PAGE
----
There are separate organisations with different sets of risks. An organisation that is not charged with public trust would not have the same level of risk as a secure agency. If I were part of the Federal government charged with providing guides and tablets for customers to use during tours, I might see a possibility. However, just as there are preferences as well as regulatory considerations, I would not support BYOD. I would want work/personal separate. And as a personal choice, I would not want to use my personal device for work. When I take a vacation I want to take a vacation and not be saddled with work emails or phone calls.
    kbz1960 likes this.
    02-16-12 10:54 AM
  9. Laura Knotek's Avatar
    My concern about Angry Birds was intended to be disingenuous.

    There are separate organisations with different sets of risks. An organisation that is not charged with public trust would not have the same level of risk as a secure agency. If I were part of the Federal government charged with providing guides and tablets for customers to use during tours, I might see a possibility. However, just as there are preferences as well as regulatory considerations, I would not support BYOD. I would want work/personal separate. And as a personal choice, I would not want to use my personal device for work. When I take a vacation I want to take a vacation and not be saddled with work emails or phone calls.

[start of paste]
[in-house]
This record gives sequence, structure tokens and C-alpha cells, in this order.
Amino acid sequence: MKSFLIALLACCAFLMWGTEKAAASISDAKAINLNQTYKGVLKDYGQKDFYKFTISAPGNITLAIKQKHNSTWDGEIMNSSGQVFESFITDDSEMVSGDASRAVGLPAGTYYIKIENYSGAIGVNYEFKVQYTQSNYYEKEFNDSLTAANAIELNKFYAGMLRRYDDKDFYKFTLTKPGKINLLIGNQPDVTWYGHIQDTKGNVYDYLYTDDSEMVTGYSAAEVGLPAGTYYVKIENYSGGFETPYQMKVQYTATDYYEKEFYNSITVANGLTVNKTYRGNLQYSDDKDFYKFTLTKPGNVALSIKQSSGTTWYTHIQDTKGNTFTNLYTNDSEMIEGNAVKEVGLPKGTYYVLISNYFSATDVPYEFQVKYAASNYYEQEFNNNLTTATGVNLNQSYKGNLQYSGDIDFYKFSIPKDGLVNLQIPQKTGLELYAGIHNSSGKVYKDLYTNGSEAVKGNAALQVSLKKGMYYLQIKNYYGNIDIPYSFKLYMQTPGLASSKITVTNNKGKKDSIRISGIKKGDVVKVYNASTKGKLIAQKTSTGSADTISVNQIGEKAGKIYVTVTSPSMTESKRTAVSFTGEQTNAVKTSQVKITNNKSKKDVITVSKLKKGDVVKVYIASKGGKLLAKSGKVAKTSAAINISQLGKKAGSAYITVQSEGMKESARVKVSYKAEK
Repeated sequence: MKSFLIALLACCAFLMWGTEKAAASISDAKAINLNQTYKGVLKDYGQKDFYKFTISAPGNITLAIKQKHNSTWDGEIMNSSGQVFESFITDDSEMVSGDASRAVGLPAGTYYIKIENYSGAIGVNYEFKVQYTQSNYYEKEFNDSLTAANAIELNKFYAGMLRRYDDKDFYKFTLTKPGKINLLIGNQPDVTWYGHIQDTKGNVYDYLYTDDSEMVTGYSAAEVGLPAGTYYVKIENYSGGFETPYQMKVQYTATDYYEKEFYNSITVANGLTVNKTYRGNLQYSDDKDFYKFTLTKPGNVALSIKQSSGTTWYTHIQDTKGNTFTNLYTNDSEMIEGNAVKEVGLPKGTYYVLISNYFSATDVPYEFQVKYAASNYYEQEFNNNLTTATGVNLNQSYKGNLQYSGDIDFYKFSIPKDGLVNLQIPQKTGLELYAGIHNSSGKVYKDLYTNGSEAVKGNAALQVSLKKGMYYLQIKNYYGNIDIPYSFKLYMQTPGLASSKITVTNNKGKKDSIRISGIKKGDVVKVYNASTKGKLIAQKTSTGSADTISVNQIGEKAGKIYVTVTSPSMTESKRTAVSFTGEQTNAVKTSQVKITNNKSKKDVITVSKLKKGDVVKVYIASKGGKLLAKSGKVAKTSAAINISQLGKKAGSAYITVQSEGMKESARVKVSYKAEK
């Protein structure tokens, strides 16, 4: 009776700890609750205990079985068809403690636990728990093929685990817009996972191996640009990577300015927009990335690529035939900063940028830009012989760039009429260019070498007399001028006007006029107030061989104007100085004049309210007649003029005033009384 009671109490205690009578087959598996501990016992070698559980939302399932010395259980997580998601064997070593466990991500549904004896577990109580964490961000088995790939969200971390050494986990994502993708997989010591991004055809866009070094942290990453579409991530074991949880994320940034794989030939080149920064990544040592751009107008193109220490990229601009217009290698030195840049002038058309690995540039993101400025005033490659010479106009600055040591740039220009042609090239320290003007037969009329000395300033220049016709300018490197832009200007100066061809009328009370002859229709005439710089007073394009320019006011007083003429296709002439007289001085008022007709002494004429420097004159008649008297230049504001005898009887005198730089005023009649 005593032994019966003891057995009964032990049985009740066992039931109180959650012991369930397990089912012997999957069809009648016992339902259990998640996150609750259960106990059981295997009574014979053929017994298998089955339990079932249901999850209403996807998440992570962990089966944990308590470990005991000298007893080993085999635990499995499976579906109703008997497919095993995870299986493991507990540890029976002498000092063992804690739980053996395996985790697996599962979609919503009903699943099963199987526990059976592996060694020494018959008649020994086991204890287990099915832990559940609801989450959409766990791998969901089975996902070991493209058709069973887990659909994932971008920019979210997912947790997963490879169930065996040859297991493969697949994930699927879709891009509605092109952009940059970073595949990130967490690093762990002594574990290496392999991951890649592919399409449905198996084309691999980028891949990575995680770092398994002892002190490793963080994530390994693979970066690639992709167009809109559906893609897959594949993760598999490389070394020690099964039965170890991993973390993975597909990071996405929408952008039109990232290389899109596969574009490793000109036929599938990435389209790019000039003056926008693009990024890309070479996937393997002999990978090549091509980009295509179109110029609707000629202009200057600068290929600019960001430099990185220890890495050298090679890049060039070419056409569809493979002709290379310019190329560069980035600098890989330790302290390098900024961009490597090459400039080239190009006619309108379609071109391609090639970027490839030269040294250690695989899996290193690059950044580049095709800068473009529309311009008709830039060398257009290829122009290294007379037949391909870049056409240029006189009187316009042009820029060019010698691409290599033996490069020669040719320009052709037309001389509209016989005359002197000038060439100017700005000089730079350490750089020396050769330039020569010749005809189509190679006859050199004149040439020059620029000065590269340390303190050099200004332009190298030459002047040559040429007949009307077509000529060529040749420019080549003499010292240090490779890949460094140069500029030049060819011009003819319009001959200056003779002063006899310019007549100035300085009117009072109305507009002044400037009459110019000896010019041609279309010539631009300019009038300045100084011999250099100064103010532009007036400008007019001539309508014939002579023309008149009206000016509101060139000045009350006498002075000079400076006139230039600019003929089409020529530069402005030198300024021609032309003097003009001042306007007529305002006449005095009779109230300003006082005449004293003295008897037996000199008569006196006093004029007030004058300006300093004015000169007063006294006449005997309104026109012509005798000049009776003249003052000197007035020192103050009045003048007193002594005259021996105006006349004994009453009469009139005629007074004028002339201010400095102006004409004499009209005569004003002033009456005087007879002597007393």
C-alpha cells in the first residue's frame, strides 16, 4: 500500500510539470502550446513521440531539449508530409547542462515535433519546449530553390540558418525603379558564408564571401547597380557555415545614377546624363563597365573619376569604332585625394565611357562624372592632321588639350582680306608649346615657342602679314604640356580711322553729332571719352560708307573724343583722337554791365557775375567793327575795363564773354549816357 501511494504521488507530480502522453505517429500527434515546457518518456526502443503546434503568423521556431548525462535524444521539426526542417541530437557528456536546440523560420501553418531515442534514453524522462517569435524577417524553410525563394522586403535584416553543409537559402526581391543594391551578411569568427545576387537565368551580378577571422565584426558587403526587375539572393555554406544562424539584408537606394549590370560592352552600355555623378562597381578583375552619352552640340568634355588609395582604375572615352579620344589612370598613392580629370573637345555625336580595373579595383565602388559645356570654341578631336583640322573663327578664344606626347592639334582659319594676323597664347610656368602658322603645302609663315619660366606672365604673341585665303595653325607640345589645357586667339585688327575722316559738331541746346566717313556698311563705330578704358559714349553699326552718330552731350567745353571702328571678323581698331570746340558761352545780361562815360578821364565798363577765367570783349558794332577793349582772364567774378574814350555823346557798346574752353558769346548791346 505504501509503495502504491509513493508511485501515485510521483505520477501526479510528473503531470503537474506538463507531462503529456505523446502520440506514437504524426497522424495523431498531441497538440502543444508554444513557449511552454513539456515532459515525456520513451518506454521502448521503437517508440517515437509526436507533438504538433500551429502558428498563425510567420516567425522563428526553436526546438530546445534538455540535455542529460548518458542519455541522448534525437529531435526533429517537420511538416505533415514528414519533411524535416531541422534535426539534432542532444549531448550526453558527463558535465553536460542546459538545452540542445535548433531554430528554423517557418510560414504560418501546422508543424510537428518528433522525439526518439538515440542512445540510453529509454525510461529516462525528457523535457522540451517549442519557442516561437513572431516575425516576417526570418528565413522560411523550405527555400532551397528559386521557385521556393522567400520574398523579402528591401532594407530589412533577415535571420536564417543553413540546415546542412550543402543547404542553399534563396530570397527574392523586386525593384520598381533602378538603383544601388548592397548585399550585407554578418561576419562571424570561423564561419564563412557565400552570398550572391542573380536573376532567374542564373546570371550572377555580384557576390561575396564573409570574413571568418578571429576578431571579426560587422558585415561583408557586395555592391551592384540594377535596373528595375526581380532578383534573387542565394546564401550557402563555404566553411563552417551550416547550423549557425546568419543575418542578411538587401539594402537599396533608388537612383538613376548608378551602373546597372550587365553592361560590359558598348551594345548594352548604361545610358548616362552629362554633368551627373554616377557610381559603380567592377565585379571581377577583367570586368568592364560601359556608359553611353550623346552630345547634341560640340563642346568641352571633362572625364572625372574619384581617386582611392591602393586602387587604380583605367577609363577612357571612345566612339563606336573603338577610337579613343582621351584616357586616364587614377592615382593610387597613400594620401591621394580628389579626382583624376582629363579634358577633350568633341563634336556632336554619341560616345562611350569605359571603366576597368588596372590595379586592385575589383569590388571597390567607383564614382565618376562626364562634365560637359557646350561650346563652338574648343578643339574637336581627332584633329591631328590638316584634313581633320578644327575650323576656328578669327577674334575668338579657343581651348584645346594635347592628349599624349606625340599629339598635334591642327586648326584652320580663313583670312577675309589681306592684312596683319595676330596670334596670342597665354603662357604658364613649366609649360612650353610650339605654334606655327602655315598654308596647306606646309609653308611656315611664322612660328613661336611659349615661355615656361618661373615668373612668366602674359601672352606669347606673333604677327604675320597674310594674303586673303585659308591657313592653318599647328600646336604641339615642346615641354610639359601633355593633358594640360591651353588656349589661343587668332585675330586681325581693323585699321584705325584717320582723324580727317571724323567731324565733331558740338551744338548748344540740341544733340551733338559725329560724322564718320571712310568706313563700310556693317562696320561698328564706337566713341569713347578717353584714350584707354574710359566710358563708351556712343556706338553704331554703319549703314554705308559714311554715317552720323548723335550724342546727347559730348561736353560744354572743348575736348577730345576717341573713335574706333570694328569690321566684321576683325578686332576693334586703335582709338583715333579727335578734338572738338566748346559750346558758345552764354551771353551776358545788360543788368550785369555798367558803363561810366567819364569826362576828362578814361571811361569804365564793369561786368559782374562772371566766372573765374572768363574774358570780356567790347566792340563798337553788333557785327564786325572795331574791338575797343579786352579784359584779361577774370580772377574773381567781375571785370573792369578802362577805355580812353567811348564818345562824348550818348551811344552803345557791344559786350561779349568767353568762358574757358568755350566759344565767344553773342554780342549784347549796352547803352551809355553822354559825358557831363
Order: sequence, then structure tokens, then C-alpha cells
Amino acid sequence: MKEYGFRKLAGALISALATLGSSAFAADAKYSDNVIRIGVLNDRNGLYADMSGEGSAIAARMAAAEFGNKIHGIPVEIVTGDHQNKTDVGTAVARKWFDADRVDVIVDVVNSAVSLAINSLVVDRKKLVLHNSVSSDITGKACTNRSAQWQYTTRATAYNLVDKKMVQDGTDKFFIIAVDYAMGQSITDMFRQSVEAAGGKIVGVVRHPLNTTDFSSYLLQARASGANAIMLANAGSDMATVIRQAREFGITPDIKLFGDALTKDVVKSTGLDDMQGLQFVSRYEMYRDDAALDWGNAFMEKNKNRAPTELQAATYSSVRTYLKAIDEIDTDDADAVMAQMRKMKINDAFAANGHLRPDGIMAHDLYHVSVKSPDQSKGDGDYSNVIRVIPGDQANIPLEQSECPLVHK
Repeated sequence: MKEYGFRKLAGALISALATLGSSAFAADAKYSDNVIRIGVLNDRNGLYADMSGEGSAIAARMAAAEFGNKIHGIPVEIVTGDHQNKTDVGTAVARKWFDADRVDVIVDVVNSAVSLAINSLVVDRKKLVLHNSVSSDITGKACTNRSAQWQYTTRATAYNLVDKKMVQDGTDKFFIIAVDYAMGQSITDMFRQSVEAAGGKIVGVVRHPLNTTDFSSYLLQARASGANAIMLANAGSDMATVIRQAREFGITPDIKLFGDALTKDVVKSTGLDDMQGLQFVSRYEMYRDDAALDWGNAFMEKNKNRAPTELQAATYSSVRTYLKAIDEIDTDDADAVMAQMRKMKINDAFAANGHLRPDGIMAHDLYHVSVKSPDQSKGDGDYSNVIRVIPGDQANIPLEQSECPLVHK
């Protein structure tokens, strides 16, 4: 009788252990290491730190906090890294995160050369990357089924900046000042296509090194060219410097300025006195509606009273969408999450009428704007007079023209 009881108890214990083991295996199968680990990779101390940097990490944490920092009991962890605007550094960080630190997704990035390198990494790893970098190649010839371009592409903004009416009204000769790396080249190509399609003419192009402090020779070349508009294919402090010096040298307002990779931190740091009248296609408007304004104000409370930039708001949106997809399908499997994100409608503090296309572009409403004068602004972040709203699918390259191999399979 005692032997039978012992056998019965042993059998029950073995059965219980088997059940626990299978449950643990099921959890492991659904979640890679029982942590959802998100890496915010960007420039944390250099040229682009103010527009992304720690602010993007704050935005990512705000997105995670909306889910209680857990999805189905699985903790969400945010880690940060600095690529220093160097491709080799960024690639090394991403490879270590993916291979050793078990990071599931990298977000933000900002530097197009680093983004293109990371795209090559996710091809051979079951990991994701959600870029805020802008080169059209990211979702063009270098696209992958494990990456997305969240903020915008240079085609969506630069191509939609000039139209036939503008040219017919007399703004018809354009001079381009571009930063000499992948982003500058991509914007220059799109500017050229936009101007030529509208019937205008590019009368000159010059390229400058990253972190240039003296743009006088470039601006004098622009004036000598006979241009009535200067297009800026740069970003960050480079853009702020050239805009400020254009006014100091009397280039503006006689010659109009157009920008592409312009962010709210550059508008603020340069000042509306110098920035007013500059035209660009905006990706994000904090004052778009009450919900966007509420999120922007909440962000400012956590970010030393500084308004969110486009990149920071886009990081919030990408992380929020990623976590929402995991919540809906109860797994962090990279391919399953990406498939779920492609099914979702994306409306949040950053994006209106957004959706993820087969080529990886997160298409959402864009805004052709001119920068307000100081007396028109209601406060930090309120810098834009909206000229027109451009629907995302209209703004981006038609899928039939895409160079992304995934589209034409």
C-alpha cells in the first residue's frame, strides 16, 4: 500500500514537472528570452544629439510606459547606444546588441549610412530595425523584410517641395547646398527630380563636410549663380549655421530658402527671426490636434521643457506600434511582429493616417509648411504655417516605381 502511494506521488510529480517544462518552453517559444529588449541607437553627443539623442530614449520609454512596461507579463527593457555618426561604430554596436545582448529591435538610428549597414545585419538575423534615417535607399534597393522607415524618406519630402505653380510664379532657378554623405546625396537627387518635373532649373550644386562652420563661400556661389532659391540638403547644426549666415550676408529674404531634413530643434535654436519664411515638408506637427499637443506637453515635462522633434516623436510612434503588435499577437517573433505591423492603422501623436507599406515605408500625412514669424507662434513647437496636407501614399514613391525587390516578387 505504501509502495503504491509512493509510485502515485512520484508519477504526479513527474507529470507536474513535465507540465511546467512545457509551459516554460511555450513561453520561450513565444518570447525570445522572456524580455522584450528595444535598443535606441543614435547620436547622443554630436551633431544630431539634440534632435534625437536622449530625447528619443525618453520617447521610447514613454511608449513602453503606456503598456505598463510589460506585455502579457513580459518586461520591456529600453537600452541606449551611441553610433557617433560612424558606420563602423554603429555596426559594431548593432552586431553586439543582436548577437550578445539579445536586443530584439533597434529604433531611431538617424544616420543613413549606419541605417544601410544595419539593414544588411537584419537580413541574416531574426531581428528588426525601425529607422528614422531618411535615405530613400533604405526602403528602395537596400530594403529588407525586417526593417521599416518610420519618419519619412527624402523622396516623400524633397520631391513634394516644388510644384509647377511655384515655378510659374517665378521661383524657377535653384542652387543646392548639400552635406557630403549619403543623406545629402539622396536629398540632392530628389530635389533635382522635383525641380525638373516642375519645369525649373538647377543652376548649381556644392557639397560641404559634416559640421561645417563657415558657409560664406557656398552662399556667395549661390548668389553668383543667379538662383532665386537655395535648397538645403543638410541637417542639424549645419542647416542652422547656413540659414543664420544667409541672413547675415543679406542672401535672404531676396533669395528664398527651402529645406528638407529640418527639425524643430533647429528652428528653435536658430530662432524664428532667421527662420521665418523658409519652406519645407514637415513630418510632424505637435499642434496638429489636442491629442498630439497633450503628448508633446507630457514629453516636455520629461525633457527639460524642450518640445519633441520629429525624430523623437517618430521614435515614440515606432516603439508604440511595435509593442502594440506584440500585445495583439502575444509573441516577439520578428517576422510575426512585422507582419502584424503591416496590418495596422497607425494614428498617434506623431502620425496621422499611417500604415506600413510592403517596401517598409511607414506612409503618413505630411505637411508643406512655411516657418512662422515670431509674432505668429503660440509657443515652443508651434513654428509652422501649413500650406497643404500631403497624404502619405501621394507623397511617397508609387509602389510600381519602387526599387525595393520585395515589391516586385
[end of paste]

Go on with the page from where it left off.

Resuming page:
That is the big drawback. One of my friends formerly had a work Blackberry and a personal iPhone. His company said they wanted to save money by eliminating work-issued devices. He wanted to keep his job, so he gave up the work device. However, he is annoyed by the work emails on weekends.
    02-16-12 11:49 AM
  10. jelp2's Avatar
    Again, I didn't say you should be concerned about anything. But at the same time, the feigned concern regarding how an employee might feel using an iPhone without Angry Birds is disingenuous.

    Now, personally I don't know many IT people or CIOs, but I assume they're professionals like you, and that their decisions are supported by an analysis of all pertinent risks. If the dangers are so obvious, why would they make this switch?